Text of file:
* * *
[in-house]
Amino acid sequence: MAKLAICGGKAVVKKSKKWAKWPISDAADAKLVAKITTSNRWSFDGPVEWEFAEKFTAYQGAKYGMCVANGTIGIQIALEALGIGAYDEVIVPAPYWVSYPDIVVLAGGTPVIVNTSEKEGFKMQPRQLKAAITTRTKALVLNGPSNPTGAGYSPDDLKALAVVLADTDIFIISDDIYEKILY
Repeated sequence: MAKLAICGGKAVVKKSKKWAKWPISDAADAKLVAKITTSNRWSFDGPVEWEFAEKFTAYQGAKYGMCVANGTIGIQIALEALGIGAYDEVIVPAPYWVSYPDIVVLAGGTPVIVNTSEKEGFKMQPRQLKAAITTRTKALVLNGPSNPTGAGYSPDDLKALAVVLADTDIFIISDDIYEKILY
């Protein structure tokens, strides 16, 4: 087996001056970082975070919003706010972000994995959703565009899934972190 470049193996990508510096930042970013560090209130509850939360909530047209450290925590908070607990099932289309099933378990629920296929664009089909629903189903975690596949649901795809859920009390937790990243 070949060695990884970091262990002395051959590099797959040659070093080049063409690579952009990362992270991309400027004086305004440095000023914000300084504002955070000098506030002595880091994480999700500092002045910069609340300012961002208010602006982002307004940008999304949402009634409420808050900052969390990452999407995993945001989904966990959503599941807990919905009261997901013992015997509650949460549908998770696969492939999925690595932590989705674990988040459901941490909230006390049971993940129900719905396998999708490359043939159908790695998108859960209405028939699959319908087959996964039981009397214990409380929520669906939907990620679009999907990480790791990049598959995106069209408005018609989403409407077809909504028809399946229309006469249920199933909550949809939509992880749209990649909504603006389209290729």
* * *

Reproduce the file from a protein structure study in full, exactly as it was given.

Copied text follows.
[in-house]
Amino acid sequence: MAKLAICGGKAVVKKSKKWAKWPISDAADAKLVAKITTSNRWSFDGPVEWEFAEKFTAYQGAKYGMCVANGTIGIQIALEALGIGAYDEVIVPAPYWVSYPDIVVLAGGTPVIVNTSEKEGFKMQPRQLKAAITTRTKALVLNGPSNPTGAGYSPDDLKALAVVLADTDIFIISDDIYEKILY
Repeated sequence: MAKLAICGGKAVVKKSKKWAKWPISDAADAKLVAKITTSNRWSFDGPVEWEFAEKFTAYQGAKYGMCVANGTIGIQIALEALGIGAYDEVIVPAPYWVSYPDIVVLAGGTPVIVNTSEKEGFKMQPRQLKAAITTRTKALVLNGPSNPTGAGYSPDDLKALAVVLADTDIFIISDDIYEKILY
């Protein structure tokens, strides 16, 4: 087996001056970082975070919003706010972000994995959703565009899934972190 470049193996990508510096930042970013560090209130509850939360909530047209450290925590908070607990099932289309099933378990629920296929664009089909629903189903975690596949649901795809859920009390937790990243 070949060695990884970091262990002395051959590099797959040659070093080049063409690579952009990362992270991309400027004086305004440095000023914000300084504002955070000098506030002595880091994480999700500092002045910069609340300012961002208010602006982002307004940008999304949402009634409420808050900052969390990452999407995993945001989904966990959503599941807990919905009261997901013992015997509650949460549908998770696969492939999925690595932590989705674990988040459901941490909230006390049971993940129900719905396998999708490359043939159908790695998108859960209405028939699959319908087959996964039981009397214990409380929520669906939907990620679009999907990480790791990049598959995106069209408005018609989403409407077809909504028809399946229309006469249920199933909550949809939509992880749209990649909504603006389209290729």